That would be true whether the total land was fixed or not.

And in that case, the proportion of land value to total value would be fixed by the MRT as well.

If you levy a tax on land of t*r*land value, where r is the bond rate, then the price of land in terms of structure changes from MRT(L,S) to 1/(1+t) *MRT(L,S).

It declines, but never to *zero*, regardless of the tax. Each time you ratchet up the tax, the price of land would fall so that the total tax payment + interest payment is equal to the original interest payment.

With that change, the landlord is indifferent between selling bonds and buying land for MRT(L,S) and then paying the bond rate, r each period that he produces a housing service, or buying the land for 1/(1+t) *MRT(L,S) and then paying both the bond rate on his investment and the tax.

And in that case, the production decision is unchanged -- the landlord supplies the exact same amount of housing service for the same price as before.

But when all land is *not* identical, the situation changes and you can have the effects I described.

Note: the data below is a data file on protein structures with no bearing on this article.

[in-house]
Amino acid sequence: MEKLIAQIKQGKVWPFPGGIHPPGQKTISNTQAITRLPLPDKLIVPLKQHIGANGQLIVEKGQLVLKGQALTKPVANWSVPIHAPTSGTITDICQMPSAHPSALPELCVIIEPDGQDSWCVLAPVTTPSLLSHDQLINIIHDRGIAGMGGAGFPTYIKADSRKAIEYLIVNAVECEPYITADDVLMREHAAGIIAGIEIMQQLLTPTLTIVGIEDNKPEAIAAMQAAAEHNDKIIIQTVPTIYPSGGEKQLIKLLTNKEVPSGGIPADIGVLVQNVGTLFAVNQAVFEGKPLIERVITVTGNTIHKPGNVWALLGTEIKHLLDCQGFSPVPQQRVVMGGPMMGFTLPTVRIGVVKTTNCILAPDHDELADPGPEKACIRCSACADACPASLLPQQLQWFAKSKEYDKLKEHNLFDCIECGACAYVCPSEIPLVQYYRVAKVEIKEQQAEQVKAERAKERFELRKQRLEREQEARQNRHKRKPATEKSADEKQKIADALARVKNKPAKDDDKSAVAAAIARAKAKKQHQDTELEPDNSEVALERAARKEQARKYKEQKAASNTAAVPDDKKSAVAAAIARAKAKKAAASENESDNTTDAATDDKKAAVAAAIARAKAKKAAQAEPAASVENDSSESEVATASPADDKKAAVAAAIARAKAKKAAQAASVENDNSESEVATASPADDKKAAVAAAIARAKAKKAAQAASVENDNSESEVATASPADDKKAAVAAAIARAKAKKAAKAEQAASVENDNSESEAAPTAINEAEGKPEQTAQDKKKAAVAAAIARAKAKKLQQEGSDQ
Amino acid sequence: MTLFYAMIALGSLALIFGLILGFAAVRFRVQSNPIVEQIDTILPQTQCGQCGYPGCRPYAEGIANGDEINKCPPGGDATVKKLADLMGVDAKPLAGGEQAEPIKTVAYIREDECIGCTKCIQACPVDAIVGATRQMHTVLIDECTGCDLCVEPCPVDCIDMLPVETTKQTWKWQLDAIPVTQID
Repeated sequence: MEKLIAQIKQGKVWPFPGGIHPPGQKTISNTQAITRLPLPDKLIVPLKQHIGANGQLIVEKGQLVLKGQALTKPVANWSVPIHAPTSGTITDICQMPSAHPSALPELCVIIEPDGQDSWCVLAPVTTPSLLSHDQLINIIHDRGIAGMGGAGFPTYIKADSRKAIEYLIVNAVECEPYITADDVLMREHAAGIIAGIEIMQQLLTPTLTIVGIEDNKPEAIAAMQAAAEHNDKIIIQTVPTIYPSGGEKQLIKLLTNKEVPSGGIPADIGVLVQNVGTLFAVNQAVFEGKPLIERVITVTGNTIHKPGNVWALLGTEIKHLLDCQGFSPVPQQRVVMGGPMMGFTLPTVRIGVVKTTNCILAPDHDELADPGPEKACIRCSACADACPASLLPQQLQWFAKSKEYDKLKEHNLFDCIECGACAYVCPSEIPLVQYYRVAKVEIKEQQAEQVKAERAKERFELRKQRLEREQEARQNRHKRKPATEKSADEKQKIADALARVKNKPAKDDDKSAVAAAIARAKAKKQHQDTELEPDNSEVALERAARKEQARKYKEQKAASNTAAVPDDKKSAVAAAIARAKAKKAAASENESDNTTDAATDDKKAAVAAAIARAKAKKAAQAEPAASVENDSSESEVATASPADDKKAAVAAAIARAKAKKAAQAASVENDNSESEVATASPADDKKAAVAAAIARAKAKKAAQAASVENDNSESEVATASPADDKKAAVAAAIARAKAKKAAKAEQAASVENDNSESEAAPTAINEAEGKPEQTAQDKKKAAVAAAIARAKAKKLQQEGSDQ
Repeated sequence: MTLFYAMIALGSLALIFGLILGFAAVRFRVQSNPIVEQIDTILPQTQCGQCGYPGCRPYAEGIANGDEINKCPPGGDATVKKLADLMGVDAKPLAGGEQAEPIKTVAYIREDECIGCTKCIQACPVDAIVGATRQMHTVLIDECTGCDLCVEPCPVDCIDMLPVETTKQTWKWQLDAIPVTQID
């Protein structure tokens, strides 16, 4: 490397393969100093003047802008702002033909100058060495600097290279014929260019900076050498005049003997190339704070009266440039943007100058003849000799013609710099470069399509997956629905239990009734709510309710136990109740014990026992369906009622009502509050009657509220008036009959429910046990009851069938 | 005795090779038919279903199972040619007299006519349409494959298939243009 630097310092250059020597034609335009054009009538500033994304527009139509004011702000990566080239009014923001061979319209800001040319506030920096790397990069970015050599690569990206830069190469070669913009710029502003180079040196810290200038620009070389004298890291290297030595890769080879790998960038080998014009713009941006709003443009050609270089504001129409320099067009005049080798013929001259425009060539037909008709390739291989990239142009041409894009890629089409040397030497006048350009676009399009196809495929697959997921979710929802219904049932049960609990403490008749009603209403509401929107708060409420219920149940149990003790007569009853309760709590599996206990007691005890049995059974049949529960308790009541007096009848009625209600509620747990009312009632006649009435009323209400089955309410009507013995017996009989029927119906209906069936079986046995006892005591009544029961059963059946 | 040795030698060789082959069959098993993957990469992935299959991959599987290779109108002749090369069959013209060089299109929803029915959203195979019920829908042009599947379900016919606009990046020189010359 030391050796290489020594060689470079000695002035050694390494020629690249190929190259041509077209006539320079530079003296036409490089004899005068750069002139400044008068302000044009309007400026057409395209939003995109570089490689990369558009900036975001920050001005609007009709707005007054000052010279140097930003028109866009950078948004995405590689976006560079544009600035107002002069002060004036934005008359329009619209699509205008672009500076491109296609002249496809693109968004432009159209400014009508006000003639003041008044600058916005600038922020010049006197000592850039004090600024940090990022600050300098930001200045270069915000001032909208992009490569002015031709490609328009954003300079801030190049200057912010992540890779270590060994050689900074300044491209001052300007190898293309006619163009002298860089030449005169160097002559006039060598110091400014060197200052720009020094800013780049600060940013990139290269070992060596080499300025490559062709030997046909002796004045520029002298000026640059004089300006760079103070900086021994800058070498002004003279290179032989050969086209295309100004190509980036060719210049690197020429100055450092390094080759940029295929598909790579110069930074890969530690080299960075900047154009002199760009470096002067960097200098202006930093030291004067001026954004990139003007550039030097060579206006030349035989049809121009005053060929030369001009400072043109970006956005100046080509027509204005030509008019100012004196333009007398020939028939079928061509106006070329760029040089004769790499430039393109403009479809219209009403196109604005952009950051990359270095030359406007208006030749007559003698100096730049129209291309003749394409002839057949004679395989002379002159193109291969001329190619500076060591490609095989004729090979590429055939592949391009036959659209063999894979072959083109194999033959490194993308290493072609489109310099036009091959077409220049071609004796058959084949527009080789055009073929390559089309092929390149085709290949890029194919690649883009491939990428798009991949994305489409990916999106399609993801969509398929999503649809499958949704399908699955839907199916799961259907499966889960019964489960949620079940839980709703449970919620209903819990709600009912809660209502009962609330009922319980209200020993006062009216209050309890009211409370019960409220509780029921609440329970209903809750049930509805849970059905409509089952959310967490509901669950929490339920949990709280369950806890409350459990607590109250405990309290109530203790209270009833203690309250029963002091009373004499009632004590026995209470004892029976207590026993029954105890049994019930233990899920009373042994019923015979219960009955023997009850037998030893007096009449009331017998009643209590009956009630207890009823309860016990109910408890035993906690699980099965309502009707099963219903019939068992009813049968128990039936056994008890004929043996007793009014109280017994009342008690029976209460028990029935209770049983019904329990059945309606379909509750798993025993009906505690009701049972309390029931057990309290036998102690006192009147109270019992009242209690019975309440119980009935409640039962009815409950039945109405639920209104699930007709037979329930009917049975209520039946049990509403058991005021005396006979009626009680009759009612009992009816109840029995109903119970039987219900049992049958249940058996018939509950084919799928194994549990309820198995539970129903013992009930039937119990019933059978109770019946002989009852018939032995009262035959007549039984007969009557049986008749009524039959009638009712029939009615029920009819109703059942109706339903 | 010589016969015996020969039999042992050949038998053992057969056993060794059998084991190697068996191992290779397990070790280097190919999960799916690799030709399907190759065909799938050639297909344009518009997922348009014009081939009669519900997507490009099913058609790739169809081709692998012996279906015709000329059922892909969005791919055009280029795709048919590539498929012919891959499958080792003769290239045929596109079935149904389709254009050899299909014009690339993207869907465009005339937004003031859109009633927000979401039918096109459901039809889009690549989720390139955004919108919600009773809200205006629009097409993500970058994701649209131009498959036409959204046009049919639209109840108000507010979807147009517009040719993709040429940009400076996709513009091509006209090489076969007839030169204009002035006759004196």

This is a theoretical argument. I thought that there might be some easy empirical way to resolve this, but okay. RSJ aren't you describing the price elasticity of demand for inputs from producers of housing services, not elasticity of supply of owners of those inputs (land in this case)? Producers face a marginal rate of technical substitution in terms of their ability to substitute between inputs, but how does this imply that suppliers (i.e. owners) of land can vary supply with price?

Greetings,

I am a Communications Officer at the World Bank and co-editor of 'Let's Talk Development,' a blog hosted by Justin Yifu Lin. I wanted to inform you that Justin Lin has written a new post on Ricardian equivalence, which can be found here - http://blogs.worldbank.org/developmenttalk/underutilization-of-capacity-and-ricardian-equivalence